Who is that kid? No it’s not another picture of my daughter. It’s another child I care for quite deeply, actually. I’ll give you a hint. It was taken in 1970.
Yes, it’s me. Looking pretty pleased with myself, my life and the mess I’ve made of my milk and strawberry ice cream. My best friend Claire still lived on the ninth floor of my apartment building, I still went to the Manhattan Country School. My favorite toy was a big, green and white corrugated cardboard puppet stage and I still believed I was going to get a dog and a baby sister one day, somehow. I didn’t hate my hair. I didn’t think I was fat.
The reason I love this picture is that I can see in my eyes all of the above. I can see how safe I felt, how trusting and truly innocent I was. When I look at that picture, I see the good, sweet, silly little girl I was and it makes me want to be good—to her and for her.
I know the expression “inner-child” has been used ad nauseam, fodder for cheap sit-com laughs for more than thirty years, but there’s something about remembering who we were as children, and how we were back then—that goes a long way toward banishing negativity in our present lives.
If you can, go and get a picture of yourself when you were little, say four or five. Still the age of magical thinking, but old enough to have the language to order your thoughts, and an idea of what was going on around you. Look at the picture for a minute. A whole minute and see what you’re feeling. Imagine that the child can see you and your life. What conversation might you have? I know what you wouldn’t say. You wouldn’t tell the child she’s stupid or worthless or an idiot or a fat pig or ugly or incompetent. You’d never tell her: “I can’t believe you screwed that up!” “What’s wrong with you?” or anything so harsh.
I hope you don’t talk to your big-adult self that way either. But sadly, a lot of people do. Not all the time, but sometimes and sometimes is enough to count as beating yourself up. Now think back to the last time you put yourself down, called yourself dumb or fat or anything intended to hurt yourself. Imagine what you’d do if you saw someone treating the child in the photograph that way. You’d probably defend the kid. You’d stand up to the bully on the child’s behalf. And finally you’d try to rectify the situation by building the child up, telling her something positive and hopeful. You’d work at it until you saw her smile again.
Why? Because children are all potential, all hope, all beautiful dreams. No matter what their circumstances, they are blameless and deserving of the chance to be and do anything. As adults, we have to recognize life’s and our own limitations. We set more realistic goals, but strive, hopefully, to be the best we can at what suits us. Sometimes there are false starts, unfortunate career choices, misguided relationships. From every experience, good and bad, you learn and use that knowledge the next time you’ve got a choice to make.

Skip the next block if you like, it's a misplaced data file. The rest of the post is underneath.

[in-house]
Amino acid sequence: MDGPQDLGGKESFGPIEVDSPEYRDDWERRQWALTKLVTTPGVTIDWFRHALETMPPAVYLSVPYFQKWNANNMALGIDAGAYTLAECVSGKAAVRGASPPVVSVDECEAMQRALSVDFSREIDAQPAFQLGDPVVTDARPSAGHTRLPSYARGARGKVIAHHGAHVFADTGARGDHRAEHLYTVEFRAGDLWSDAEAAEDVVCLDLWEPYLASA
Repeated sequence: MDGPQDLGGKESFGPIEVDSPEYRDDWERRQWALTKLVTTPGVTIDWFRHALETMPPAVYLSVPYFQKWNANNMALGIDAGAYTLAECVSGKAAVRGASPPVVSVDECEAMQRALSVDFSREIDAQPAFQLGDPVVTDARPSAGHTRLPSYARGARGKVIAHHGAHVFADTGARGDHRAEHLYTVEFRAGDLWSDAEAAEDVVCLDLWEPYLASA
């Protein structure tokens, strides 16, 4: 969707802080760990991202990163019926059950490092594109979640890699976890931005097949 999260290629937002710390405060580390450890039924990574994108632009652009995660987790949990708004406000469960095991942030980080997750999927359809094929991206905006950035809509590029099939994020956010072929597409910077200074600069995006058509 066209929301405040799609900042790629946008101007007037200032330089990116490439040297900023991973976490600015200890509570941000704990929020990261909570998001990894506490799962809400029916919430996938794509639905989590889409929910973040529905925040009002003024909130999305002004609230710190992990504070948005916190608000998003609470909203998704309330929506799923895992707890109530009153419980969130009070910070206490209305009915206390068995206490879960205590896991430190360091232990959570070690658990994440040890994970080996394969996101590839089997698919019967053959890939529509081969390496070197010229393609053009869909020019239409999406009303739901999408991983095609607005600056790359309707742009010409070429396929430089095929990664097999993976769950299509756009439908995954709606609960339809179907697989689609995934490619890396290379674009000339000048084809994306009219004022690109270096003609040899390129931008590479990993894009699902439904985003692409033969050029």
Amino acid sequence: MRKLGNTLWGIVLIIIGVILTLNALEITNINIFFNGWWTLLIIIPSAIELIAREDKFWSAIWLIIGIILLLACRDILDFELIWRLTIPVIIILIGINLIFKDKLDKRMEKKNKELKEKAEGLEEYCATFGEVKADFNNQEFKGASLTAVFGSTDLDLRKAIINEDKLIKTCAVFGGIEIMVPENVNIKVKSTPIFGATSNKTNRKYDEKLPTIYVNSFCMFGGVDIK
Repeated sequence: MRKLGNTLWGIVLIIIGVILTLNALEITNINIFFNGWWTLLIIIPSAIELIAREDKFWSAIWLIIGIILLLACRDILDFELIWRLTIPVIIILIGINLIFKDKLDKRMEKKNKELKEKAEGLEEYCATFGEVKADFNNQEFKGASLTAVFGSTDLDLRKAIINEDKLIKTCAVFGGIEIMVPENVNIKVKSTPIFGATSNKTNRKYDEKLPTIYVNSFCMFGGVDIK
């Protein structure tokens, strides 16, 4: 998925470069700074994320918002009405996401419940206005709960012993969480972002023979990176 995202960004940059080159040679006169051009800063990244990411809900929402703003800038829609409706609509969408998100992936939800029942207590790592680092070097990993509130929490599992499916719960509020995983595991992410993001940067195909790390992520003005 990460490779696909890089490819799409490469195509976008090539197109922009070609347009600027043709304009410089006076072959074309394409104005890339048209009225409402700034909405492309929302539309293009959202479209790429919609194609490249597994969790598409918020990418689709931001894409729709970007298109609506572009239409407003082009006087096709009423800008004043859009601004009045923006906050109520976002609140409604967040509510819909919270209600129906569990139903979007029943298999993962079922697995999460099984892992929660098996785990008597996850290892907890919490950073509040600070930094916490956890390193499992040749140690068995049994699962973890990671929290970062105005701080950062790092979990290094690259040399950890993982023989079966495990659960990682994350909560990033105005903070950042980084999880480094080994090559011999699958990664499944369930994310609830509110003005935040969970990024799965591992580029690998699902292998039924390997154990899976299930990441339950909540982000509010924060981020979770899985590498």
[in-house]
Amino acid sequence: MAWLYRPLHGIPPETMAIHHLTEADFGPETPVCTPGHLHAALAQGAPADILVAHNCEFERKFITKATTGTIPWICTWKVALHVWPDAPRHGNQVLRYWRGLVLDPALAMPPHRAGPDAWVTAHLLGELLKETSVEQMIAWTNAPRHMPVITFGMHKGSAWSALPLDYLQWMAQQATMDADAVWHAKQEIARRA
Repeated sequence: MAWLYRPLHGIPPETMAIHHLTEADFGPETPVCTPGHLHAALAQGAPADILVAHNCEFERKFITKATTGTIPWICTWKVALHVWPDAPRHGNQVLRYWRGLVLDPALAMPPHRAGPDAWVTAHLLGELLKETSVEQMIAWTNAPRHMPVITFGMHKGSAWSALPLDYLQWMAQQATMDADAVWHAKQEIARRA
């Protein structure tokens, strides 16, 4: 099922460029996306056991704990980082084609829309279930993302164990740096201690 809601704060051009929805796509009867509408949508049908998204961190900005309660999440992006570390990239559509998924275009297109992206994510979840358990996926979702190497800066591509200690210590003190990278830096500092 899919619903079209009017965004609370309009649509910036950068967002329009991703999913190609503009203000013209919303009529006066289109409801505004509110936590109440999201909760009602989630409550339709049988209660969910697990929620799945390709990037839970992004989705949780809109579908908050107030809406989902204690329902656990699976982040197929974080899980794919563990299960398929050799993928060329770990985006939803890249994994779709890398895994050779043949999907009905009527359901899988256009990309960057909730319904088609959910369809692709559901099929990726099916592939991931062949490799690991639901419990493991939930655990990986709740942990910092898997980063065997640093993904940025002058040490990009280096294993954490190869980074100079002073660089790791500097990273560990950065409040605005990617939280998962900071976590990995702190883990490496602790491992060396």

I love that everyone is writing letters to past versions of themselves these days. I think it’s such a wonderful mix of reflection and self acceptance. Oprah had a whole section of her May 2012 issue devoted to letters written by celebrities to their younger selves (hers is first). And there’s the upcoming Dear Teen Me, to be released in October, edited by Miranda Kenneally and E. Kristin Anderson, an anthology of YA authors’ letters to teens they once were.
All these letters are full of advice and reassurance: It’ll get better, don’t eat so much sugar, don’t smoke, have more fun. The idea is to look back tenderly at your old self, nurture Kid You with the perspective Grown-up You has gained over the years. Since we’re generally nicer and more patient with children than we are with adults, this might be a step toward showing yourself love.
When I’ve done trauma work—with teens and young adults who were victimized as children— there is a visualization exercise we do. The following is a generic, sketch-description (and note that this kind of exercise is never done too soon in the therapy, never too early in a support group).
Close your eyes and imagine yourself a small child again, at the time when [the abuse] took place. Remember yourself, your room. Tell me some of the details, what toys are around? What’s on the walls? Where are you in the room? Remember the place where [the abuse] happened. Tell me what is happening. Now, I want you to choose someone from any time period in your life—even the present—an adult who is strong and loyal and can protect and defend you. Now bring that person back with you. Let that person protect you and stop [the abuse/abuser]. (Can you tell me what’s happening? How the protecting adult stops [the trauma]?
Now, Can you tell me who it is that saves you?
More than once, when I did this exercise, either with an individual or with a group, the answer to the last question was:
“MYSELF. That’s who saves me. Myself as an adult, how I am now.”
There is something very powerful in the notion of you—the grownup—saving your past self. Only you can be that loyal to you.
You are not that child anymore. You are not reliant on other adults to guide you, nurture you and cheer you on. (Maybe you’re parenting kids of your own, caring for your own parents at the same time.) But that child is still part of your identity. You carry her with you always. Remember her: the hope she had, the small joys and big dreams, no matter how much they’ve changed over the years. You can honor her by being true to your current goals, your current dreams, by believing in yourself.
So have standards for yourself, for your work, for your parenting and treatment of others and care for the environment. But don’t make those standards impossibly high, and don’t chastise yourself on those days when you fall a little bit short. Instead, look at the picture, look into the child’s eyes and believe you deserve the same love she did.